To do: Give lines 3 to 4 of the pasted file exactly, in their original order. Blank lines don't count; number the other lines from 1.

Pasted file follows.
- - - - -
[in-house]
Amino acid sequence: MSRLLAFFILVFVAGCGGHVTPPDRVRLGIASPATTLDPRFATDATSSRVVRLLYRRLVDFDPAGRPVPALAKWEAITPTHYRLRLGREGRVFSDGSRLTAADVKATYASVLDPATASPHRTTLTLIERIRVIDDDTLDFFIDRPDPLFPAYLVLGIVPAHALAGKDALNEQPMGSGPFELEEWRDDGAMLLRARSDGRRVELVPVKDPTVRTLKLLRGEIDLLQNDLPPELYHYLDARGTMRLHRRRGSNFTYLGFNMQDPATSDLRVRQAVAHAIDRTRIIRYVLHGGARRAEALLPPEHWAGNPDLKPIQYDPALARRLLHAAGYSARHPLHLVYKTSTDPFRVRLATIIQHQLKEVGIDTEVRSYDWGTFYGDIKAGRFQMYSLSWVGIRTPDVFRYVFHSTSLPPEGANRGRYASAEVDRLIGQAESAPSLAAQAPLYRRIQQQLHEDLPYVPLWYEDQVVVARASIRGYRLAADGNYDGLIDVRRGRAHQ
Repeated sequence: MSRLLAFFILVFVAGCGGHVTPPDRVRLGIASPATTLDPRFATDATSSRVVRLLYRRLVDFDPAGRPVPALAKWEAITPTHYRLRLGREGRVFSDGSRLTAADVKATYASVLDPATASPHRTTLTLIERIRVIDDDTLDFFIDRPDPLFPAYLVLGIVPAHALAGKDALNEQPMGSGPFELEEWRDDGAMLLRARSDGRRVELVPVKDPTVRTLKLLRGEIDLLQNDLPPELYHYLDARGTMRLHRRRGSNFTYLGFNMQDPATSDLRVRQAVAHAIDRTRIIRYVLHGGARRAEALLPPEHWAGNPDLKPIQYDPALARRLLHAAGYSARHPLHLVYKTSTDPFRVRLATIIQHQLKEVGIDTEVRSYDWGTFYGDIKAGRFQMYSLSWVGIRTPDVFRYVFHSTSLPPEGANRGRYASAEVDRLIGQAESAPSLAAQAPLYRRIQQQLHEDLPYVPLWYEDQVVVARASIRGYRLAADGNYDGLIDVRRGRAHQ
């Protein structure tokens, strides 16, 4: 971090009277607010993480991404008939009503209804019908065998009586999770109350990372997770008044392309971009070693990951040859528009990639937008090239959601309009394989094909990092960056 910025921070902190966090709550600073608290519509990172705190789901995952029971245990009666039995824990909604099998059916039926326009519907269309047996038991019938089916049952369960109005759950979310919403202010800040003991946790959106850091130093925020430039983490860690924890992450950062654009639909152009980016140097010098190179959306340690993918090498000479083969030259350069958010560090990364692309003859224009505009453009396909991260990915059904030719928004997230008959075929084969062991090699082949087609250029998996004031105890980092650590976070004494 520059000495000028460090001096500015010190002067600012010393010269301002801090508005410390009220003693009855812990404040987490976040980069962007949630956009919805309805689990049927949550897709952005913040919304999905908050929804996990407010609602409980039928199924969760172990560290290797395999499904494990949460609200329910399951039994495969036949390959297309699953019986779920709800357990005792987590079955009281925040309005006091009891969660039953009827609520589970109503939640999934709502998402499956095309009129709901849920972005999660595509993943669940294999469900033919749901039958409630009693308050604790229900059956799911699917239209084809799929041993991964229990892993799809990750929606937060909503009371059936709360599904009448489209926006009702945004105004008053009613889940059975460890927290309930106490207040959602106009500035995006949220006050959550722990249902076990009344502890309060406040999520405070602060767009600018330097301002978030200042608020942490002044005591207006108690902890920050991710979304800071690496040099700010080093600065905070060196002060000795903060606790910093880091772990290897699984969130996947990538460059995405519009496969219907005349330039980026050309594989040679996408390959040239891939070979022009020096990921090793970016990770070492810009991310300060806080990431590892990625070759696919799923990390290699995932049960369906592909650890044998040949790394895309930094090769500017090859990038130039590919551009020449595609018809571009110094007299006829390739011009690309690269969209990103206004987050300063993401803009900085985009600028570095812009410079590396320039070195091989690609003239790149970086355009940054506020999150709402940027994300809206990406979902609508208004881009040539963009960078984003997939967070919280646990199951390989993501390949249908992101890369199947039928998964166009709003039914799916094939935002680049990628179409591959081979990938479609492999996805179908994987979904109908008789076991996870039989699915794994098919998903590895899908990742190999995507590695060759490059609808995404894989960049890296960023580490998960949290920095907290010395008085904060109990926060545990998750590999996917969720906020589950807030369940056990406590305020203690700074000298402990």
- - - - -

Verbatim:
Repeated sequence: MSRLLAFFILVFVAGCGGHVTPPDRVRLGIASPATTLDPRFATDATSSRVVRLLYRRLVDFDPAGRPVPALAKWEAITPTHYRLRLGREGRVFSDGSRLTAADVKATYASVLDPATASPHRTTLTLIERIRVIDDDTLDFFIDRPDPLFPAYLVLGIVPAHALAGKDALNEQPMGSGPFELEEWRDDGAMLLRARSDGRRVELVPVKDPTVRTLKLLRGEIDLLQNDLPPELYHYLDARGTMRLHRRRGSNFTYLGFNMQDPATSDLRVRQAVAHAIDRTRIIRYVLHGGARRAEALLPPEHWAGNPDLKPIQYDPALARRLLHAAGYSARHPLHLVYKTSTDPFRVRLATIIQHQLKEVGIDTEVRSYDWGTFYGDIKAGRFQMYSLSWVGIRTPDVFRYVFHSTSLPPEGANRGRYASAEVDRLIGQAESAPSLAAQAPLYRRIQQQLHEDLPYVPLWYEDQVVVARASIRGYRLAADGNYDGLIDVRRGRAHQ
């Protein structure tokens, strides 16, 4: 971090009277607010993480991404008939009503209804019908065998009586999770109350990372997770008044392309971009070693990951040859528009990639937008090239959601309009394989094909990092960056 910025921070902190966090709550600073608290519509990172705190789901995952029971245990009666039995824990909604099998059916039926326009519907269309047996038991019938089916049952369960109005759950979310919403202010800040003991946790959106850091130093925020430039983490860690924890992450950062654009639909152009980016140097010098190179959306340690993918090498000479083969030259350069958010560090990364692309003859224009505009453009396909991260990915059904030719928004997230008959075929084969062991090699082949087609250029998996004031105890980092650590976070004494 520059000495000028460090001096500015010190002067600012010393010269301002801090508005410390009220003693009855812990404040987490976040980069962007949630956009919805309805689990049927949550897709952005913040919304999905908050929804996990407010609602409980039928199924969760172990560290290797395999499904494990949460609200329910399951039994495969036949390959297309699953019986779920709800357990005792987590079955009281925040309005006091009891969660039953009827609520589970109503939640999934709502998402499956095309009129709901849920972005999660595509993943669940294999469900033919749901039958409630009693308050604790229900059956799911699917239209084809799929041993991964229990892993799809990750929606937060909503009371059936709360599904009448489209926006009702945004105004008053009613889940059975460890927290309930106490207040959602106009500035995006949220006050959550722990249902076990009344502890309060406040999520405070602060767009600018330097301002978030200042608020942490002044005591207006108690902890920050991710979304800071690496040099700010080093600065905070060196002060000795903060606790910093880091772990290897699984969130996947990538460059995405519009496969219907005349330039980026050309594989040679996408390959040239891939070979022009020096990921090793970016990770070492810009991310300060806080990431590892990625070759696919799923990390290699995932049960369906592909650890044998040949790394895309930094090769500017090859990038130039590919551009020449595609018809571009110094007299006829390739011009690309690269969209990103206004987050300063993401803009900085985009600028570095812009410079590396320039070195091989690609003239790149970086355009940054506020999150709402940027994300809206990406979902609508208004881009040539963009960078984003997939967070919280646990199951390989993501390949249908992101890369199947039928998964166009709003039914799916094939935002680049990628179409591959081979990938479609492999996805179908994987979904109908008789076991996870039989699915794994098919998903590895899908990742190999995507590695060759490059609808995404894989960049890296960023580490998960949290920095907290010395008085904060109990926060545990998750590999996917969720906020589950807030369940056990406590305020203690700074000298402990």